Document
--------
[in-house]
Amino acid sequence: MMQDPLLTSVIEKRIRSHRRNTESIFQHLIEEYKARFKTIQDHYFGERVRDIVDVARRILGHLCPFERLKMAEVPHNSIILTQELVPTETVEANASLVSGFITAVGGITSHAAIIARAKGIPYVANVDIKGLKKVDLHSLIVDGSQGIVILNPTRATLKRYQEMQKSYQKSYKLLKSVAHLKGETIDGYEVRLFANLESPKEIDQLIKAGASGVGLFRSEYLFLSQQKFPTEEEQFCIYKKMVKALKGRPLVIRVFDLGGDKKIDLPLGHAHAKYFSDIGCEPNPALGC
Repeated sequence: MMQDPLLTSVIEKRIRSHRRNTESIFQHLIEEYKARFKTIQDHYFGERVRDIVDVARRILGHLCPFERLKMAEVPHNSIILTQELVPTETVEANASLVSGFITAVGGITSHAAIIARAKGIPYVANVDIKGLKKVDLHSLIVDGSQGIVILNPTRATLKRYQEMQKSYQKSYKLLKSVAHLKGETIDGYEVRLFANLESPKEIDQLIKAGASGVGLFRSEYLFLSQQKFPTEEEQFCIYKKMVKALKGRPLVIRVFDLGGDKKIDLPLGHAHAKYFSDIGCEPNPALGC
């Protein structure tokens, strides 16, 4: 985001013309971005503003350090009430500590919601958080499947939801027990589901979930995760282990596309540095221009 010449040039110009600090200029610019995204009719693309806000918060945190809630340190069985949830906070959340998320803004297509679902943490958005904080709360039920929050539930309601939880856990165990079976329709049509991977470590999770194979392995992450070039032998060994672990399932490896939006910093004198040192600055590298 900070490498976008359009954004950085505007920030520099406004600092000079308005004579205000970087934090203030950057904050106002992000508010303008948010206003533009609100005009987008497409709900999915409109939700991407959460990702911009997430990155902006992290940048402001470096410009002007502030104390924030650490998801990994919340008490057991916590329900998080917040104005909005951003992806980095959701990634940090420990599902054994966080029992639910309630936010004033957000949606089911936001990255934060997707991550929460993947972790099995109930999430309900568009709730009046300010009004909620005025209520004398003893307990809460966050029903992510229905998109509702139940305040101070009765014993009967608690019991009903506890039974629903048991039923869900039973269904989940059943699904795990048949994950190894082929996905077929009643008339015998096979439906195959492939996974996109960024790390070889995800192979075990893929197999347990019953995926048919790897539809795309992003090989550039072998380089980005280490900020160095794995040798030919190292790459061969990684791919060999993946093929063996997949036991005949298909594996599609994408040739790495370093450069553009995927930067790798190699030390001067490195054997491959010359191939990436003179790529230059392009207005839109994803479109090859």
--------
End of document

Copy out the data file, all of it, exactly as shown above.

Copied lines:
[in-house]
Amino acid sequence: MMQDPLLTSVIEKRIRSHRRNTESIFQHLIEEYKARFKTIQDHYFGERVRDIVDVARRILGHLCPFERLKMAEVPHNSIILTQELVPTETVEANASLVSGFITAVGGITSHAAIIARAKGIPYVANVDIKGLKKVDLHSLIVDGSQGIVILNPTRATLKRYQEMQKSYQKSYKLLKSVAHLKGETIDGYEVRLFANLESPKEIDQLIKAGASGVGLFRSEYLFLSQQKFPTEEEQFCIYKKMVKALKGRPLVIRVFDLGGDKKIDLPLGHAHAKYFSDIGCEPNPALGC
Repeated sequence: MMQDPLLTSVIEKRIRSHRRNTESIFQHLIEEYKARFKTIQDHYFGERVRDIVDVARRILGHLCPFERLKMAEVPHNSIILTQELVPTETVEANASLVSGFITAVGGITSHAAIIARAKGIPYVANVDIKGLKKVDLHSLIVDGSQGIVILNPTRATLKRYQEMQKSYQKSYKLLKSVAHLKGETIDGYEVRLFANLESPKEIDQLIKAGASGVGLFRSEYLFLSQQKFPTEEEQFCIYKKMVKALKGRPLVIRVFDLGGDKKIDLPLGHAHAKYFSDIGCEPNPALGC
């Protein structure tokens, strides 16, 4: 985001013309971005503003350090009430500590919601958080499947939801027990589901979930995760282990596309540095221009 010449040039110009600090200029610019995204009719693309806000918060945190809630340190069985949830906070959340998320803004297509679902943490958005904080709360039920929050539930309601939880856990165990079976329709049509991977470590999770194979392995992450070039032998060994672990399932490896939006910093004198040192600055590298 900070490498976008359009954004950085505007920030520099406004600092000079308005004579205000970087934090203030950057904050106002992000508010303008948010206003533009609100005009987008497409709900999915409109939700991407959460990702911009997430990155902006992290940048402001470096410009002007502030104390924030650490998801990994919340008490057991916590329900998080917040104005909005951003992806980095959701990634940090420990599902054994966080029992639910309630936010004033957000949606089911936001990255934060997707991550929460993947972790099995109930999430309900568009709730009046300010009004909620005025209520004398003893307990809460966050029903992510229905998109509702139940305040101070009765014993009967608690019991009903506890039974629903048991039923869900039973269904989940059943699904795990048949994950190894082929996905077929009643008339015998096979439906195959492939996974996109960024790390070889995800192979075990893929197999347990019953995926048919790897539809795309992003090989550039072998380089980005280490900020160095794995040798030919190292790459061969990684791919060999993946093929063996997949036991005949298909594996599609994408040739790495370093450069553009995927930067790798190699030390001067490195054997491959010359191939990436003179790529230059392009207005839109994803479109090859």